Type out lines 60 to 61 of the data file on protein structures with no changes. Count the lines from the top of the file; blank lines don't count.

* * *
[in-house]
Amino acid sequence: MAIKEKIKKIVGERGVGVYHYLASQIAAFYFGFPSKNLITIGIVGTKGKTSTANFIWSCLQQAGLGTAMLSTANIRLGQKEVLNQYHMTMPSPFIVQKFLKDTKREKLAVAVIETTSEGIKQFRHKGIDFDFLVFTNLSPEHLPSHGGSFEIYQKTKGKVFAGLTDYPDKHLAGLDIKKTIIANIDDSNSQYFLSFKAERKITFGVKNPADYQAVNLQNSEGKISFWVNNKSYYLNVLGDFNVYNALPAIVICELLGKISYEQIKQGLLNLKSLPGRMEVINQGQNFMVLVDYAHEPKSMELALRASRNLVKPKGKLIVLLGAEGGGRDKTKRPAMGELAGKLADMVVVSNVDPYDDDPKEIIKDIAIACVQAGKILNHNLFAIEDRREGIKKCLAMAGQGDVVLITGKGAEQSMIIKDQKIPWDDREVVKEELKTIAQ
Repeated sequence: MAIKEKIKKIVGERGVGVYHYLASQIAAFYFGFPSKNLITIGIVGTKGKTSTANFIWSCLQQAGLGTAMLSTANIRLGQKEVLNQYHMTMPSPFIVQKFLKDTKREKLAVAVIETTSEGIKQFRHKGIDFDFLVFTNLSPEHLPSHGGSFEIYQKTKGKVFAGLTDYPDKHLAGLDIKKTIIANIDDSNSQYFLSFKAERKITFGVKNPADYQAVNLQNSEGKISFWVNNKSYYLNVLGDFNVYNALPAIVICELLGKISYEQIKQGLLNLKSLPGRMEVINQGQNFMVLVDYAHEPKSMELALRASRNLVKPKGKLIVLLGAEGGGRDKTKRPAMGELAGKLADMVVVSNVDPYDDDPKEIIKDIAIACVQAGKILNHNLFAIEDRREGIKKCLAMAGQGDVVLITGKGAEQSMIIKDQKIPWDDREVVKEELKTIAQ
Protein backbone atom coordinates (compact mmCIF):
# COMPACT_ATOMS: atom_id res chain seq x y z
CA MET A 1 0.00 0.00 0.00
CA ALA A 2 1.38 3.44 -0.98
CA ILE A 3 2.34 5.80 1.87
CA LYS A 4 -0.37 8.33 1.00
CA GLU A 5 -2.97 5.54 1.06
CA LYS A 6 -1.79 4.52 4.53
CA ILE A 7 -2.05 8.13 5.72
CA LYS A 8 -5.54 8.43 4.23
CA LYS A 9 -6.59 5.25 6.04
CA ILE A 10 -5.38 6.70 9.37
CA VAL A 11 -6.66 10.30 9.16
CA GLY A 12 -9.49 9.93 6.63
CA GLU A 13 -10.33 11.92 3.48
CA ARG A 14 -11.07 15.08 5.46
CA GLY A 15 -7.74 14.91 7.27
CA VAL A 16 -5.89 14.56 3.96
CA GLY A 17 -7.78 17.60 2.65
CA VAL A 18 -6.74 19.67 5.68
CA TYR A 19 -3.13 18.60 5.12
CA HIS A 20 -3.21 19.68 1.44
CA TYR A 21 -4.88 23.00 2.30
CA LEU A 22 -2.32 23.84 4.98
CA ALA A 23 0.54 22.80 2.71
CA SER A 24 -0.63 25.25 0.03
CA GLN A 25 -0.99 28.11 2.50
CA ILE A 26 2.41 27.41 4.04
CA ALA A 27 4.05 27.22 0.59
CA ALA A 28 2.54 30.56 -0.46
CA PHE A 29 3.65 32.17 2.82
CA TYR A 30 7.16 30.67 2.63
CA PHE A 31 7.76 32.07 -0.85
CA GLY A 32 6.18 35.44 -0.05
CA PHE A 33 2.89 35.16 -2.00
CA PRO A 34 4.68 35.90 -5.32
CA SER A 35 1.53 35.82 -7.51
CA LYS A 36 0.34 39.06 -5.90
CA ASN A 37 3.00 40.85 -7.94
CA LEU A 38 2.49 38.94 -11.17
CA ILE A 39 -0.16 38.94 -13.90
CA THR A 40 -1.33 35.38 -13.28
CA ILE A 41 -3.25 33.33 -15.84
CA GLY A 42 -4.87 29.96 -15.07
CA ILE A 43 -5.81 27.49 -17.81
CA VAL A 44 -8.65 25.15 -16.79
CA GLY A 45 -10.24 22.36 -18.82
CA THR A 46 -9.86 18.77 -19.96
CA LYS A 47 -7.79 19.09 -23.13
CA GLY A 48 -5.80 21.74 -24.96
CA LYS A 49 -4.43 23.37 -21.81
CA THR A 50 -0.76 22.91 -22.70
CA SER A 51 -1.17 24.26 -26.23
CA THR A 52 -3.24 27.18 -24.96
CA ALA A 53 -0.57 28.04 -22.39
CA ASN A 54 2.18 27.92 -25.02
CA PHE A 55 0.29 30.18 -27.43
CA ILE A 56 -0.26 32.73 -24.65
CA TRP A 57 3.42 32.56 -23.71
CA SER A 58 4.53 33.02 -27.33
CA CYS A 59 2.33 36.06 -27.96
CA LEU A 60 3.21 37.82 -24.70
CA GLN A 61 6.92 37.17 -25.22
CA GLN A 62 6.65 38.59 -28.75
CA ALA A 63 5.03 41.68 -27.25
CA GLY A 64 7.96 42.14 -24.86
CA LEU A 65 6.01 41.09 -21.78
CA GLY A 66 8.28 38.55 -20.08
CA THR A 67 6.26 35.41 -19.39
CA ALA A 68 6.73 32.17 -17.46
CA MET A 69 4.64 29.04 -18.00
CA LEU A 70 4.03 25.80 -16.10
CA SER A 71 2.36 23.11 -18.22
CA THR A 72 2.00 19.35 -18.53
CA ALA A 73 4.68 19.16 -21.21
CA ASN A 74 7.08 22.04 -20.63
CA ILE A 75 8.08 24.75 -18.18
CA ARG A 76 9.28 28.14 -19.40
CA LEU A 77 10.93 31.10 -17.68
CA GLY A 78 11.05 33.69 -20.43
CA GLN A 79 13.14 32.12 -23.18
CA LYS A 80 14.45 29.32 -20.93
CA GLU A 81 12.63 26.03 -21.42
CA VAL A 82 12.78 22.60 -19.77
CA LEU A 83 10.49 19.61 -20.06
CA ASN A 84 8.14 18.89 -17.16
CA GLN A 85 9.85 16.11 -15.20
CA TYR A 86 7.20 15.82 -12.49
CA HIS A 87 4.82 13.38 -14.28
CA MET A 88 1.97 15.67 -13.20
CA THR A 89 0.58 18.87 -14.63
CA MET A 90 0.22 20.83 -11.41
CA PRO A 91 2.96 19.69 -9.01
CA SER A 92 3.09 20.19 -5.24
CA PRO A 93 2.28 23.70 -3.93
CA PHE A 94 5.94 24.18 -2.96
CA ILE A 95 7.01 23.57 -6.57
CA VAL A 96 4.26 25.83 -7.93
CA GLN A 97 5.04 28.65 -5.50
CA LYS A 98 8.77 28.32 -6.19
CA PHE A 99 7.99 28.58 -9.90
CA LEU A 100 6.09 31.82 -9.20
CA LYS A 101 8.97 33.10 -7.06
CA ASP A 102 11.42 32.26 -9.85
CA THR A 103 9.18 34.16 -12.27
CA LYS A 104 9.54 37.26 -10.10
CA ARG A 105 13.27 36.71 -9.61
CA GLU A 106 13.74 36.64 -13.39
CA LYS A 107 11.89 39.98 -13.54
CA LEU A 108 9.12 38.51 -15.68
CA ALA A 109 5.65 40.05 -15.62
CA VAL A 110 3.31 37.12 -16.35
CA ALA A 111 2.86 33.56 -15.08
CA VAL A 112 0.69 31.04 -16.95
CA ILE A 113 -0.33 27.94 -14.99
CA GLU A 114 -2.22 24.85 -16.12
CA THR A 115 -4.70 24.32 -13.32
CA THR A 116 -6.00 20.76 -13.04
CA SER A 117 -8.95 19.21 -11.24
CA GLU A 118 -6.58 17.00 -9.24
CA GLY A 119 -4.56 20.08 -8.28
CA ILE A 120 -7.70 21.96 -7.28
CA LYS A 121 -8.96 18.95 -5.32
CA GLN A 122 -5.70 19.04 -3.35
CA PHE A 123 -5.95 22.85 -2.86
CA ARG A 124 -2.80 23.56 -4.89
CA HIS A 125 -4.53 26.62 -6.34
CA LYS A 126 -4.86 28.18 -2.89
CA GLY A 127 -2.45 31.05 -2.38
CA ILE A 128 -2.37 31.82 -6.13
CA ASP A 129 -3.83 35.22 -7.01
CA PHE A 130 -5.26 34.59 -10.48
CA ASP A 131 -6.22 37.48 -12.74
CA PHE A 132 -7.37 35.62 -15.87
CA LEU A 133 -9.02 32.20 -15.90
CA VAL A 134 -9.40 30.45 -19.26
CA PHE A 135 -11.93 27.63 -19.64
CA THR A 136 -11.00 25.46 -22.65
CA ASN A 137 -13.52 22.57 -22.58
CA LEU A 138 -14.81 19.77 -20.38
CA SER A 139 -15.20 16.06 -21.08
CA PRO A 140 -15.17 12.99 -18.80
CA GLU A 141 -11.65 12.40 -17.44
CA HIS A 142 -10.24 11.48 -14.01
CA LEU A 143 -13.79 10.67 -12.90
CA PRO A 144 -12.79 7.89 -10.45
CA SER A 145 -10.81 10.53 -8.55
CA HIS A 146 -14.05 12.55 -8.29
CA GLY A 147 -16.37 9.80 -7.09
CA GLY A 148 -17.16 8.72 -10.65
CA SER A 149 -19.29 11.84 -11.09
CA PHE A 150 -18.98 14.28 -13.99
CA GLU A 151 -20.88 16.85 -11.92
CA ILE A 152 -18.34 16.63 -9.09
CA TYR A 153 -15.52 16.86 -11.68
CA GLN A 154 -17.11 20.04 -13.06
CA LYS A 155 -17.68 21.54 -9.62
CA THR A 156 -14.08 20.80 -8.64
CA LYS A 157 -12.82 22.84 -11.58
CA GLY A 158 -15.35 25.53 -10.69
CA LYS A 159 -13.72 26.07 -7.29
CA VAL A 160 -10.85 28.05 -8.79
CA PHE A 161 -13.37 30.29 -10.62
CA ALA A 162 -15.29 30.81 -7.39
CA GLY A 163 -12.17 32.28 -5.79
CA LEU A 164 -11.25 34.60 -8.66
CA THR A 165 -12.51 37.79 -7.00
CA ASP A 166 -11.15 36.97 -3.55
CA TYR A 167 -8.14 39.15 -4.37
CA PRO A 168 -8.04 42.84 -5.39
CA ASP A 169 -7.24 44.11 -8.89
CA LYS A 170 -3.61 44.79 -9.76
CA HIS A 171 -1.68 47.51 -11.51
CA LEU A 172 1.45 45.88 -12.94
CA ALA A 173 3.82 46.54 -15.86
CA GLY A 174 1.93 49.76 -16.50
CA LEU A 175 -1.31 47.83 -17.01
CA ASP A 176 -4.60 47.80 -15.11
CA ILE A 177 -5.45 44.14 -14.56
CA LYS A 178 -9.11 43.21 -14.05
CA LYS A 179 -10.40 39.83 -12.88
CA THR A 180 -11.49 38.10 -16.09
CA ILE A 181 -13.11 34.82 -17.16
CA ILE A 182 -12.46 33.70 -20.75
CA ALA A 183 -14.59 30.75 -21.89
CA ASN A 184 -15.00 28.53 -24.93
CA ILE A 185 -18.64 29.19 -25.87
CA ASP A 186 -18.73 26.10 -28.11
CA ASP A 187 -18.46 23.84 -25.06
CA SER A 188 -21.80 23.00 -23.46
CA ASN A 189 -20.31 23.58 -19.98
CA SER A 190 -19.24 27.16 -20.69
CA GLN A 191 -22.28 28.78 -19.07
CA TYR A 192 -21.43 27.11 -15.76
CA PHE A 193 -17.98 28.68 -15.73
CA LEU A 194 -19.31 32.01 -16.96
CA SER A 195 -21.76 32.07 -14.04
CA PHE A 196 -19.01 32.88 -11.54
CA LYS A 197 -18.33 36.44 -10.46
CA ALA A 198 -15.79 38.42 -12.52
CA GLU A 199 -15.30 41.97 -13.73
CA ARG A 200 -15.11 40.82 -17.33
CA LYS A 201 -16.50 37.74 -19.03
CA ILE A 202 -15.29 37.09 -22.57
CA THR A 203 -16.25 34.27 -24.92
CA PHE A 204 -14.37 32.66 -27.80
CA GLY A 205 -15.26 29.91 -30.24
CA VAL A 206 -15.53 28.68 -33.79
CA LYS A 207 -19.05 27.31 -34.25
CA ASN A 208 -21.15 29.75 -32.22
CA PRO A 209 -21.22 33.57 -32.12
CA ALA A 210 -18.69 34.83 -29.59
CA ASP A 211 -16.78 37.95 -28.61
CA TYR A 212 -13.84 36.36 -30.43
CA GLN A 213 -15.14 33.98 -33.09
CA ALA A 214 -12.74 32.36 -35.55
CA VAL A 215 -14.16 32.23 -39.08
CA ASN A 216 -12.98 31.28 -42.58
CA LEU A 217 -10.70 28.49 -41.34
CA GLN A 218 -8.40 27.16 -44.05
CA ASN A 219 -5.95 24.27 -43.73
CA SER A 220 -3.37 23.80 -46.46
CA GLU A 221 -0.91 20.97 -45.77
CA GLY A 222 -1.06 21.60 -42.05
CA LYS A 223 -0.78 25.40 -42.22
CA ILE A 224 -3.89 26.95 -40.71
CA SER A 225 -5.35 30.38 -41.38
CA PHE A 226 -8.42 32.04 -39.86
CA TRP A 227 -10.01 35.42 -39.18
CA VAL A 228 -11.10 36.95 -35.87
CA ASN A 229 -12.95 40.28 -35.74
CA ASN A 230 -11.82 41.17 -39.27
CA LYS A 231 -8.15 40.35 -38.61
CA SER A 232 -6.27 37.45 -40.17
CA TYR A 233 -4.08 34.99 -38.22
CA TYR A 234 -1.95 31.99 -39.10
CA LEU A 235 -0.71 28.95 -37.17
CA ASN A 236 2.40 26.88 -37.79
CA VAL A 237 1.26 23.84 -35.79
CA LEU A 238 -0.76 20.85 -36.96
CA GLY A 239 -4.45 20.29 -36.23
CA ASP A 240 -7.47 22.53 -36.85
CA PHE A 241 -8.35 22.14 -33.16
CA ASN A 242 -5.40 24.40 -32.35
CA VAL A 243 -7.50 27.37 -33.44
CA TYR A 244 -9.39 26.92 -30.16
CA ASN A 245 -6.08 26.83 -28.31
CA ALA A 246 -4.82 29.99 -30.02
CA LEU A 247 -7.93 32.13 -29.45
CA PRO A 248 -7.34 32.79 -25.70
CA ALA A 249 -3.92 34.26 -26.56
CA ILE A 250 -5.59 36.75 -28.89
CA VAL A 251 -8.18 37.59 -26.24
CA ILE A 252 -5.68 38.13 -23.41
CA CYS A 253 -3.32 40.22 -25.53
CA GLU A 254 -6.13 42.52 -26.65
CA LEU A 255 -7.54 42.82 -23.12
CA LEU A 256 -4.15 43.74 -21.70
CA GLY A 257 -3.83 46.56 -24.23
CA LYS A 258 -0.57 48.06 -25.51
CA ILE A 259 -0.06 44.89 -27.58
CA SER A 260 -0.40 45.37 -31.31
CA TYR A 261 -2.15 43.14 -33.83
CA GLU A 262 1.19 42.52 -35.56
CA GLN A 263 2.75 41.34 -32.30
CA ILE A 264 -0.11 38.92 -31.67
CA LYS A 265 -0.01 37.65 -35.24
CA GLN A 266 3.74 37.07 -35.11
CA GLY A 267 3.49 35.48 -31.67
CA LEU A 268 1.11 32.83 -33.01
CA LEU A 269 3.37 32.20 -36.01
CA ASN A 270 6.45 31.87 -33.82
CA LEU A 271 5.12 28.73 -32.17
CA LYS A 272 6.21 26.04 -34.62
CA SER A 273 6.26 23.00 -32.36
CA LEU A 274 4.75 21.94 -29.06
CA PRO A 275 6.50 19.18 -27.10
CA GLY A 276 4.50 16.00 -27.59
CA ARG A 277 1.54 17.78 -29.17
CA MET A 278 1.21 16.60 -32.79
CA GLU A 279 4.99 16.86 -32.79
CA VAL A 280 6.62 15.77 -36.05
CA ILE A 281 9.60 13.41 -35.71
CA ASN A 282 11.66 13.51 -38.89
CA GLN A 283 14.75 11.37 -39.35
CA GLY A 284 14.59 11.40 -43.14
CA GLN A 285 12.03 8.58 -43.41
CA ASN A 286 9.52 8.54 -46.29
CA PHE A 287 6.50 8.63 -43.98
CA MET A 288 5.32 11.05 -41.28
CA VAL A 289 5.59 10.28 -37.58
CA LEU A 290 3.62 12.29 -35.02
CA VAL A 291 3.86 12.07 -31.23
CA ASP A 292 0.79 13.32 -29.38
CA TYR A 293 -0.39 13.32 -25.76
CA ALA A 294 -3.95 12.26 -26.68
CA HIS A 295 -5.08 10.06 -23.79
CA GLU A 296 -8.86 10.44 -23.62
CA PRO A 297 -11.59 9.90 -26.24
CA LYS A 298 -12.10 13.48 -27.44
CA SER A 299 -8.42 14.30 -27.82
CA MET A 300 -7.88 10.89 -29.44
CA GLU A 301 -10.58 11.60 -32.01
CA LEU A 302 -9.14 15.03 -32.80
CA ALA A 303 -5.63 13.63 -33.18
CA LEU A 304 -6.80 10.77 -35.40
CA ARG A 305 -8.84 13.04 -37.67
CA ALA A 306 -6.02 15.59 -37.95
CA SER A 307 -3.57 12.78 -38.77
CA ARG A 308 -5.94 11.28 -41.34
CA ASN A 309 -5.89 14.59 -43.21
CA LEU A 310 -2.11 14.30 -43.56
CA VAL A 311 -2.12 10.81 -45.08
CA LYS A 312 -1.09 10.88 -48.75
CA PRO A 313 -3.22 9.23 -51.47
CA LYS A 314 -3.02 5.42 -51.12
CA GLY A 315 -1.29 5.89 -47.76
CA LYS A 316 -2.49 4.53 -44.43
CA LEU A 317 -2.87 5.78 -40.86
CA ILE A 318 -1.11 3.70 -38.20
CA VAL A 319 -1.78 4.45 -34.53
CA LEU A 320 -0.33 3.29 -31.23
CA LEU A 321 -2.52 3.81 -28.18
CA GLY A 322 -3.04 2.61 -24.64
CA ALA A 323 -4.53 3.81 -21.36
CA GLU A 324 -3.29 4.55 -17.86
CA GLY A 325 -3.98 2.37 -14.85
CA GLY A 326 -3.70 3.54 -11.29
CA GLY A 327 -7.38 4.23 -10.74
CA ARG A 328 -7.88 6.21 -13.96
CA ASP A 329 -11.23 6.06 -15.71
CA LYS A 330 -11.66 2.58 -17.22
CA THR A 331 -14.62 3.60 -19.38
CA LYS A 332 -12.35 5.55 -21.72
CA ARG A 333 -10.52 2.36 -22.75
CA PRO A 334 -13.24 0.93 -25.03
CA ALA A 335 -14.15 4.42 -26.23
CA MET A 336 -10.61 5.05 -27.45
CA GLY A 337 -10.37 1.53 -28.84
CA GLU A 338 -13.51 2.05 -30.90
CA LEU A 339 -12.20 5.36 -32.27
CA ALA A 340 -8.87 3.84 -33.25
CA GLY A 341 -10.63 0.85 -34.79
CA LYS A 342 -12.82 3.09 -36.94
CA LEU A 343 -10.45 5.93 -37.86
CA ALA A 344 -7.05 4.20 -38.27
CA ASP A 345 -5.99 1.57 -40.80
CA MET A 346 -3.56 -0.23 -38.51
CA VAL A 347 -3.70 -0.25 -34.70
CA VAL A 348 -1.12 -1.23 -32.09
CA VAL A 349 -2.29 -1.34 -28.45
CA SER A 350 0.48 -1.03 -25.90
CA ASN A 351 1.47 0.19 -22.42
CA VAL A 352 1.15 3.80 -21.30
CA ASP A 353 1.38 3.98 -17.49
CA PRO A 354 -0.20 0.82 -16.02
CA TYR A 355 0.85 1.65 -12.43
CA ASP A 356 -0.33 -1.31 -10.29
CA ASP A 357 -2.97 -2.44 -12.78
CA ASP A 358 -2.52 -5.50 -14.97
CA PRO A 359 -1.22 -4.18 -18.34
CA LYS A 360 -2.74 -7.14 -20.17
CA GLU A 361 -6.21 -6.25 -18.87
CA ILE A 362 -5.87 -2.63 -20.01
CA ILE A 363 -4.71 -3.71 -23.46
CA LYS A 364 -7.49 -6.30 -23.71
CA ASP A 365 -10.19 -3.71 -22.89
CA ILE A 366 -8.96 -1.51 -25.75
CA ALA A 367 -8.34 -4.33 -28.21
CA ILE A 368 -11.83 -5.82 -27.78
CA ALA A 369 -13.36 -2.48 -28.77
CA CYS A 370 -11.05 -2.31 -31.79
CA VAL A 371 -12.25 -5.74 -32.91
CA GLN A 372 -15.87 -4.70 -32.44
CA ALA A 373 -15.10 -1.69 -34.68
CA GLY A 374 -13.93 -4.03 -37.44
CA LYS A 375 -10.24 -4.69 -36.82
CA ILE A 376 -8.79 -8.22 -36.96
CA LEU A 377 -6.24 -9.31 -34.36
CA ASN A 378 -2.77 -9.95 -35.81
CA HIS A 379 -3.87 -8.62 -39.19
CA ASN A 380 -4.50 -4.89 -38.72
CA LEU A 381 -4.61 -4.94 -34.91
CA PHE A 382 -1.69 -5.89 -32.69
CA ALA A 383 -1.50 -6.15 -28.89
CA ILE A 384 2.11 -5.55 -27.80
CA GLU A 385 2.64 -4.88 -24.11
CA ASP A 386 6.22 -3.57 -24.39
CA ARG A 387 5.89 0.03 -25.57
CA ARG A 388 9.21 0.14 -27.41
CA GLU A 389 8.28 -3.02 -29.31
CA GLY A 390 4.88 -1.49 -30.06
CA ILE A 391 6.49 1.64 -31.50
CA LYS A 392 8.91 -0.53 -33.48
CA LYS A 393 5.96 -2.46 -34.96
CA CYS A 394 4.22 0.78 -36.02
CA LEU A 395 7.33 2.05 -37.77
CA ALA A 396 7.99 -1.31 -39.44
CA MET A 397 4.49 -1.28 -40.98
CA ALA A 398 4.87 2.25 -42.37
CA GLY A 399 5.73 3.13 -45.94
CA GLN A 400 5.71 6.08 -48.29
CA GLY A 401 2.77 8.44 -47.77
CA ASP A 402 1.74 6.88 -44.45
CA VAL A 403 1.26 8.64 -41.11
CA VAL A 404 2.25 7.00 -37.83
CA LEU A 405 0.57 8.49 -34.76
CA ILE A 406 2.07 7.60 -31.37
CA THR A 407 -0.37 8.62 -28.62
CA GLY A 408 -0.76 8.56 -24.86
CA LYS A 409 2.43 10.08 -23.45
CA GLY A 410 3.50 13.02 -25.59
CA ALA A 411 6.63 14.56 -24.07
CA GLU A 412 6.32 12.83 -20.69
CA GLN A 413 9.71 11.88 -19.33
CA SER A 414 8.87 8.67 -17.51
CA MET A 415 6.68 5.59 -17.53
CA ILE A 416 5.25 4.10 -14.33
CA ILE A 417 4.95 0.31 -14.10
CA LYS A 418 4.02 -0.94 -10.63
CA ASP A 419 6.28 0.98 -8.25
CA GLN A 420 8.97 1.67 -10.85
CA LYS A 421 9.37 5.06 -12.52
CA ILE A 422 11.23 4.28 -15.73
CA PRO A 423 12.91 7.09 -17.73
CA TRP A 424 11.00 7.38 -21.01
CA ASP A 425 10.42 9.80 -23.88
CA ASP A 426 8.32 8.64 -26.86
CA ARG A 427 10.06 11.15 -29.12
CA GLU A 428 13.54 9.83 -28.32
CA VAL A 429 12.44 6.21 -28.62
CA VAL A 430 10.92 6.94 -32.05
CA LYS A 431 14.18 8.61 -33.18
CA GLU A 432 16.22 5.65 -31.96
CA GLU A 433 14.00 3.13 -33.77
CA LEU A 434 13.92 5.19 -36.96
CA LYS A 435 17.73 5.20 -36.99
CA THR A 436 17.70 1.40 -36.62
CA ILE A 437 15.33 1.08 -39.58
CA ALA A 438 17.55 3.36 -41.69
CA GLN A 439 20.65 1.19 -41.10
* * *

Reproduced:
CA PHE A 55 0.29 30.18 -27.43
CA ILE A 56 -0.26 32.73 -24.65